f 2 A not especially large foramen [canalis condylaris], which begins from the outer part of the skull out of the posterior part of the head’s occipital bone (l in fig. 5, ch. 6) which is articulated to the first cervical vertebra, and goes by a long course through the bone into the inside of the skull, ending in the higher part of the foramen marked d [canalis hypoglossi] belonging to the seventh pair [n. hypoglossus] of cerebral nerves. This is hollowed out for the vein [vv. columnae vertebralis] and artery [a. vertebralis] (D and K of the fig. for ch. 14, Bk. 3) climbing upward through the transverse processes of the neck vertebrae. In certain skulls, you will find this foramen is missing on one side, and sometimes even on both; in such cases its function is performed by the foramen of the seventh pair of cerebral nerves, marked d, which then does not appear exactly round but oblong, suitable for transmitting the nerve together with the vein and the artery. 83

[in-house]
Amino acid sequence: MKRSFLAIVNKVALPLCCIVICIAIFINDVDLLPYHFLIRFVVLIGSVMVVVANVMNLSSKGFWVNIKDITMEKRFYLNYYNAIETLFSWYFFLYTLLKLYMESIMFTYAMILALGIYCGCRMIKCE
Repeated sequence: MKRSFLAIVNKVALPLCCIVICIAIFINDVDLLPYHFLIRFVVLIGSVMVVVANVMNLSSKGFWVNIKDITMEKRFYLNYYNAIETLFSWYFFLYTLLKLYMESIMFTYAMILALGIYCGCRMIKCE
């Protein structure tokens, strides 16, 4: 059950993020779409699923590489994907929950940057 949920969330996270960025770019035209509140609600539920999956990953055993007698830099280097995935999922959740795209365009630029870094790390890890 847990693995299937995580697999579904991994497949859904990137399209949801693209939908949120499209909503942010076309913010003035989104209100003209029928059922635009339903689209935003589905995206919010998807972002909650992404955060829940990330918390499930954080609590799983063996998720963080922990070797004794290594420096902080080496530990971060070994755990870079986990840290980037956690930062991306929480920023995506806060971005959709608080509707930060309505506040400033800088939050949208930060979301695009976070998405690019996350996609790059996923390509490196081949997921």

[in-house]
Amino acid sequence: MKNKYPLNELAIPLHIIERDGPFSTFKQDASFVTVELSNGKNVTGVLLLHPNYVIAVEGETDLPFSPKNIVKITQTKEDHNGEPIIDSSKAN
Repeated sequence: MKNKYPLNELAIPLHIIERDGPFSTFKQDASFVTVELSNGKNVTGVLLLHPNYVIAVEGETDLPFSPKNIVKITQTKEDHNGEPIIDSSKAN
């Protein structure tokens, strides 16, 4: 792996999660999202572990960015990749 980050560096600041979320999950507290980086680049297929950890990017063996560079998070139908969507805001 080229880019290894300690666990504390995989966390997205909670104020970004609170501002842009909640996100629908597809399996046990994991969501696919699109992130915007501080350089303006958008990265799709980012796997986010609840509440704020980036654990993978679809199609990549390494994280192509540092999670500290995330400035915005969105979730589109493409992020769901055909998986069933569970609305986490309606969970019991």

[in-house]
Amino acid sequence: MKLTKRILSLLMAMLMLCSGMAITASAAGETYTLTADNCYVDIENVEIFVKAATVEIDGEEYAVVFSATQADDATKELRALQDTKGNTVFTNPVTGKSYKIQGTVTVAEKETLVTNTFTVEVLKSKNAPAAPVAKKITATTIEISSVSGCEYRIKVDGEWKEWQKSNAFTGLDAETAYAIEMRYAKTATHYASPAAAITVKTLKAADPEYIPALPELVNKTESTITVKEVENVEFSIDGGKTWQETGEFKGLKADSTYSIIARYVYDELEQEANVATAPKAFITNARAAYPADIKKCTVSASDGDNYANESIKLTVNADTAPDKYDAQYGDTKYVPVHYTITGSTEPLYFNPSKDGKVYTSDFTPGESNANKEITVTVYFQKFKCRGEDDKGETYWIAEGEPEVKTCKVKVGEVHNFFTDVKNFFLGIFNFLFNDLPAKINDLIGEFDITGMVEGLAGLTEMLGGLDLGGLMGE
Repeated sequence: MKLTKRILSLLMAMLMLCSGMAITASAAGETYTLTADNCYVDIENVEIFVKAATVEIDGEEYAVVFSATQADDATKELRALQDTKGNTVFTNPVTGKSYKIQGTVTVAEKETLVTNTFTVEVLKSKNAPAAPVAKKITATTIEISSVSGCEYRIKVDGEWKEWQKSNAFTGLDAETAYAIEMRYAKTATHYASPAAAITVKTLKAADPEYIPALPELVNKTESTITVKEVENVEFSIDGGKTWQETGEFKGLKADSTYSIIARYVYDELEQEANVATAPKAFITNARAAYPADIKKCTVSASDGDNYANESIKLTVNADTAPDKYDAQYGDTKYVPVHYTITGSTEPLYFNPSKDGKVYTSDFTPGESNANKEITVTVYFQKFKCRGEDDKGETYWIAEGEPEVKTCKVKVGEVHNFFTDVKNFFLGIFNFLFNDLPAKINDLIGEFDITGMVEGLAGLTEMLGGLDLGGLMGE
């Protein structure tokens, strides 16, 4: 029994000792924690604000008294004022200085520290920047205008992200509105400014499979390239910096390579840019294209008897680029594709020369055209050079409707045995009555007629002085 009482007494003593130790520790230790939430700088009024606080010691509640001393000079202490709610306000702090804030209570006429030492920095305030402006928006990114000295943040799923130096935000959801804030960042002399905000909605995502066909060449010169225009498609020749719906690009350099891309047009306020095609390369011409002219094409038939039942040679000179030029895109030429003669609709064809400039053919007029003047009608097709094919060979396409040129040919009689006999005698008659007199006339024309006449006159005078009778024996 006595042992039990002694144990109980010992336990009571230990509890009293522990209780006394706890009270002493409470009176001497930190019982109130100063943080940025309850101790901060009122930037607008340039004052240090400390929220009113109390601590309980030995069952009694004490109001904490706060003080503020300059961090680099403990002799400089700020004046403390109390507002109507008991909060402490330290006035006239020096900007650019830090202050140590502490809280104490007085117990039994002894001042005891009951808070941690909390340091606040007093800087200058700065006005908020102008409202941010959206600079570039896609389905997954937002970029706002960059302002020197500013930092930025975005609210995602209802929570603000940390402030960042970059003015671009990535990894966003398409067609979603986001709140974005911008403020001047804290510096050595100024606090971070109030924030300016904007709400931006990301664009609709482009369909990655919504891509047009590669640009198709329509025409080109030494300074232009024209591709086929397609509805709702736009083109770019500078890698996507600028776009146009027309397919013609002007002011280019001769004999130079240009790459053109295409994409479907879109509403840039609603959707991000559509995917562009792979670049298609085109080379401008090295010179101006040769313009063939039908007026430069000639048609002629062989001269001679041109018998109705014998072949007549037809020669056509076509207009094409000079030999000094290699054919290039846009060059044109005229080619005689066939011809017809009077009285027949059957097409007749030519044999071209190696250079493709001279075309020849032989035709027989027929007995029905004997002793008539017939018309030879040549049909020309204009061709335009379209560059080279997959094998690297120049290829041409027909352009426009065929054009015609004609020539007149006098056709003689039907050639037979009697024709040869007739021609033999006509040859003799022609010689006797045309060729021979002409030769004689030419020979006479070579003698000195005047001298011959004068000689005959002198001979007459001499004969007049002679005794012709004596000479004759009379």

g 2 , 3 This foramen [f. mastoideum] is carved out in the temporal bone near the posterior region of the mammillary process [pars petrosa, processus mastoideus], by the side of the lambdoid suture (C in figs. 3, 4, 5, ch. 6); entering the skull transversely, it furnishes a path to a branch 84 (E in the fig. for ch. 14, Bk. 3) of the outer jugular vein that goes into the skull at this point. I have occasionally noticed that this foramen is missing, sometimes on one side, sometimes on both.



Book One -- The things that sustain and support the entire body, and what braces and attaches them all. [the bones and the ligaments that interconnect them] | Chapter 12 On The Foramina of the Head and the Upper Maxilla